Imagine a situation where you have just received a letter in the mail (or by carrier pigeon, if mail has yet to be invented) from your dear beloved. Try to refrain from opening it just for the moment (I know you are excited). Now consider the possibility that your letter has been intercepted by some mischevious crook who has nefarious intents, and the message is compromised. But unknown to you, this crook, with great care and attention to detail, folds the letter back and places it into the envelope as it was sent, sealing the envelope with no traces of it having been opened. Who could have done such a thing? What does he intend to do with this information? I know you are upset and frightened, but please remain calm. You are now the victim of what is called a “Man-in-the-Middle” Attack.
Now, some of you might be thinking, “Well, I have no reason to worry. There was nothing confidential in that letter.” or perhaps “Bah! There is no way he could decipher our ingenious code and learn the contents of that message!” If this is the case (and you are absolutely certain your encryption is cryptographically secure), then consider the case of war-time communication. How can you be certain your message is not being intercepted and read by the enemy, then passed on as usual without any sign of tampering to your intended destination? In many cases, interception is inevitable. The Internet is a medium through which fantastic resources allow near-instant communication between two or more parties. But there is a catch. Everything you do online is susceptible to a Man-in-the-Middle Attack, since the data is simply sent as packets which bounce from various places to reach the final destination. Most of the time, this attack is not much of a threat, as well-written web sites and applications will take care to ensure packets are not only sent from and to the explicitly allowed computers, but also securely encrypted to prevent attackers from gleaning any information from stolen packets.
So why should you be concerned? Well, if you ever do need to transmit some personal or confidential information to another party over the Internet, you want to be sure that information is not compromised, which could lead to potential identity theft. Unfortunately, the threat of this sort of attack is difficult to prevent from the position of an end-user. It is largely up to the communicating agent to implement the correct precautions and procedures to help avoid an attack. But occasionally not even they have control. Attackers who gain access to a central communications server could potentially be filtering private messages sent through it, searching for banking information, passwords, or even simply email addresses to be sold to spammers. No matter the nefarious deed, these attacks can be tricky to detect unless special attention is given to check for tampering.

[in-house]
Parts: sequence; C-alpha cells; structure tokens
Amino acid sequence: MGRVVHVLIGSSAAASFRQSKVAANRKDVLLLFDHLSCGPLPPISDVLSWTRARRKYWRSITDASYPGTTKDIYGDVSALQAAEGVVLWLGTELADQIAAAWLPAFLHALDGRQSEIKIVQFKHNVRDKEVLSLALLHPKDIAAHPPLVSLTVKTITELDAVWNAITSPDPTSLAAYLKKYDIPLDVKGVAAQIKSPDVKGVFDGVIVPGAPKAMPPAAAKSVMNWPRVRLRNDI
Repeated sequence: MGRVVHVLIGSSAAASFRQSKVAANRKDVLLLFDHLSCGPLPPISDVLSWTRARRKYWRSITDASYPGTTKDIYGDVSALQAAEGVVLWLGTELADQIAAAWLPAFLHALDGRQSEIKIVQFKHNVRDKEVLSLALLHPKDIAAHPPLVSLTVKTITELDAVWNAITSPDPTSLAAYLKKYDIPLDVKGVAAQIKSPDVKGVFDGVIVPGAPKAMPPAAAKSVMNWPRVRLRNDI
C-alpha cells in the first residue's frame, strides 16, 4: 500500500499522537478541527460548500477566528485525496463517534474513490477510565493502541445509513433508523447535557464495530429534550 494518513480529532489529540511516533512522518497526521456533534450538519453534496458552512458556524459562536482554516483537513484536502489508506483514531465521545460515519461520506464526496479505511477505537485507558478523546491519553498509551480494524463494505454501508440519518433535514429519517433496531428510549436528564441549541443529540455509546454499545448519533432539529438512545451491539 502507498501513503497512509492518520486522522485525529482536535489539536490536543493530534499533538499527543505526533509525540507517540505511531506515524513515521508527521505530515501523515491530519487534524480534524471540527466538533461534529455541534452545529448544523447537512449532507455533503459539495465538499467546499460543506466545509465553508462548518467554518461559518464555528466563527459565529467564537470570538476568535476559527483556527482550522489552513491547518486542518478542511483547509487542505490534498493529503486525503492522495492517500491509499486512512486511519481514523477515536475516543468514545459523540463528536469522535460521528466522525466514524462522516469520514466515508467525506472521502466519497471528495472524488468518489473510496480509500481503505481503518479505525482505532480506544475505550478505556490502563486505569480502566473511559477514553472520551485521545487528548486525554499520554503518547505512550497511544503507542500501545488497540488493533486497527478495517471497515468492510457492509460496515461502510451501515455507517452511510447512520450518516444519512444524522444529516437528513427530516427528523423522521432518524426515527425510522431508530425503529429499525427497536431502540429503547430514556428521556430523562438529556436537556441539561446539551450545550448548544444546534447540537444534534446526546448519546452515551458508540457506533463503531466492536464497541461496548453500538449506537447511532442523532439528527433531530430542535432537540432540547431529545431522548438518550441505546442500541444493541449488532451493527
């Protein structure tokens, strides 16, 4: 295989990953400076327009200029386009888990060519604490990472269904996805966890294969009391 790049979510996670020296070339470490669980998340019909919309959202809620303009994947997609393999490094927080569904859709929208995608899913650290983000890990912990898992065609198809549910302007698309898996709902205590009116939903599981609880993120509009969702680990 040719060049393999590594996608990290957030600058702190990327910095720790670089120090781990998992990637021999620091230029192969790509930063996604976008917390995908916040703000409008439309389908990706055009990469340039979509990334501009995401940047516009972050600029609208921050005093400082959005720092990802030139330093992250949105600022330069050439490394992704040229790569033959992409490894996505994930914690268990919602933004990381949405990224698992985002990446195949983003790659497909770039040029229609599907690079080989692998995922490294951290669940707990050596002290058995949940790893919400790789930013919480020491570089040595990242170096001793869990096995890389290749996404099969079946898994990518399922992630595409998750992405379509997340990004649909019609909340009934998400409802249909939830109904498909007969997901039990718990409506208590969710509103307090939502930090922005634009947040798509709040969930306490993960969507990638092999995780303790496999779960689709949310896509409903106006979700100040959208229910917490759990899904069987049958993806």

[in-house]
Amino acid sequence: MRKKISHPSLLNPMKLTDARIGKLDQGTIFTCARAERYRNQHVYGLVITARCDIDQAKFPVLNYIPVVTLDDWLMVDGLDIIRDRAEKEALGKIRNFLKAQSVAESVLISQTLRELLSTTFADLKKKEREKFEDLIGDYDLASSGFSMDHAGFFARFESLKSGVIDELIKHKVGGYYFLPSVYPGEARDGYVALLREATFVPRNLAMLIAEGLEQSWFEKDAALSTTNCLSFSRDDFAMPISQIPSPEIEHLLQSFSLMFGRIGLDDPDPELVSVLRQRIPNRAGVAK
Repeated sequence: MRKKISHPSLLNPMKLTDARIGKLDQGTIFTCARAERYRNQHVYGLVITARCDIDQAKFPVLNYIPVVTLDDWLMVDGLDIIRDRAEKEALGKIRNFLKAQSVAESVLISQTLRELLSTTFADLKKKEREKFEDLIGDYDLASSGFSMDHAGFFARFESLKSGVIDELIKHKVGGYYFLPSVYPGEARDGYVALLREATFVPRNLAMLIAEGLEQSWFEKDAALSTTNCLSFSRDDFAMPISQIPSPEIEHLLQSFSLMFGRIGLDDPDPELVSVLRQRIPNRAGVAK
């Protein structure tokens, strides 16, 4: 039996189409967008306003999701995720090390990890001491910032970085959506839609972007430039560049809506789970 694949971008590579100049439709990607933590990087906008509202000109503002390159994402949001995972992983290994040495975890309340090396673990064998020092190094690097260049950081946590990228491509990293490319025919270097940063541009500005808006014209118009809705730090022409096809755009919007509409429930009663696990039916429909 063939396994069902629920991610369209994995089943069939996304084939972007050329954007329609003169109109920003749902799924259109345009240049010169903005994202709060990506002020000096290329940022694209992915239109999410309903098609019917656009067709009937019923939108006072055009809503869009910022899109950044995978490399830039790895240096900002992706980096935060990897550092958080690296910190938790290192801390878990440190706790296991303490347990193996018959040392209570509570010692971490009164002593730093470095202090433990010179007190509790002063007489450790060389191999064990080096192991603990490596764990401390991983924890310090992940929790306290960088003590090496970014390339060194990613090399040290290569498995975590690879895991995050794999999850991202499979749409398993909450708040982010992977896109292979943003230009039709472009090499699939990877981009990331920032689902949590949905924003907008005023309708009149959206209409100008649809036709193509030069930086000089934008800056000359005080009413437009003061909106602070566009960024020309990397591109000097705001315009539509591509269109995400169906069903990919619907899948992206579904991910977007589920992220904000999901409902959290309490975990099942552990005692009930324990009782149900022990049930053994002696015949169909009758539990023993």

Time for an analogy. When a figure of royal authority wishes to send a private letter to another figure of great importance in a far away land, he places a wax seal on the folded letter (or later envelope), both to hold it shut and to verify the identity and preservation of his message. The idea is that if the seal is broken when received, then it is known that the letter has been compromised. While this does not prevent the message from being intercepted, it lets the recipient know so he may take action to find and prosecute the criminal. Another more modern example of this concept is the tamper-evident product packaging found on many food items. Jars often come with a safety lid, which pops out when opened to indicate the seal has been broken, and consumers are urged to avoid buying jars with popped lids. Applying this same logic to computer security, we are able to determine whether or not a packet has been silently intercepted through a process called latency examination.
While it is not always necessary or even applicable, latency examination provides a means by which the sender and receiver can be made aware of evidence of tampering. One method of implementation is to encrypt the message with a long cryptographic hash function, which contains calculations that take up to tens of seconds, depending on the function chosen. By comparing the expected latency (sender encryption delay + average transmission delay + receiver decryption delay) with the observed latency, it is possible to determine whether or not a third party has tampered with the data.